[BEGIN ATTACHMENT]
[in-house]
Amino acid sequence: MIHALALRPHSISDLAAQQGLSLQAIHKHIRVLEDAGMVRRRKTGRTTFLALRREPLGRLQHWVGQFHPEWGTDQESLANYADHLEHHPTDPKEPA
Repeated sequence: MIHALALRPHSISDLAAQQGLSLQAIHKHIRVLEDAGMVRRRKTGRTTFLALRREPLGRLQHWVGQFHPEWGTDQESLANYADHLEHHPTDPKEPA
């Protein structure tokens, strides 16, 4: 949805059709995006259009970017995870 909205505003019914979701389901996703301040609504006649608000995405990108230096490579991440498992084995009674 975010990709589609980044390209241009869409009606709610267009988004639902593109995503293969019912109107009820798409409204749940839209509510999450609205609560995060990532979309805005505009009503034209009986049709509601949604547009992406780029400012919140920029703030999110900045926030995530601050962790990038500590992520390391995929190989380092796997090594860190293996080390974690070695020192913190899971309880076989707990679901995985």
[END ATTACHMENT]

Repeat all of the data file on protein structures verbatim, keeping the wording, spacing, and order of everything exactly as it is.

[in-house]
Amino acid sequence: MIHALALRPHSISDLAAQQGLSLQAIHKHIRVLEDAGMVRRRKTGRTTFLALRREPLGRLQHWVGQFHPEWGTDQESLANYADHLEHHPTDPKEPA
Repeated sequence: MIHALALRPHSISDLAAQQGLSLQAIHKHIRVLEDAGMVRRRKTGRTTFLALRREPLGRLQHWVGQFHPEWGTDQESLANYADHLEHHPTDPKEPA
């Protein structure tokens, strides 16, 4: 949805059709995006259009970017995870 909205505003019914979701389901996703301040609504006649608000995405990108230096490579991440498992084995009674 975010990709589609980044390209241009869409009606709610267009988004639902593109995503293969019912109107009820798409409204749940839209509510999450609205609560995060990532979309805005505009009503034209009986049709509601949604547009992406780029400012919140920029703030999110900045926030995530601050962790990038500590992520390391995929190989380092796997090594860190293996080390974690070695020192913190899971309880076989707990679901995985």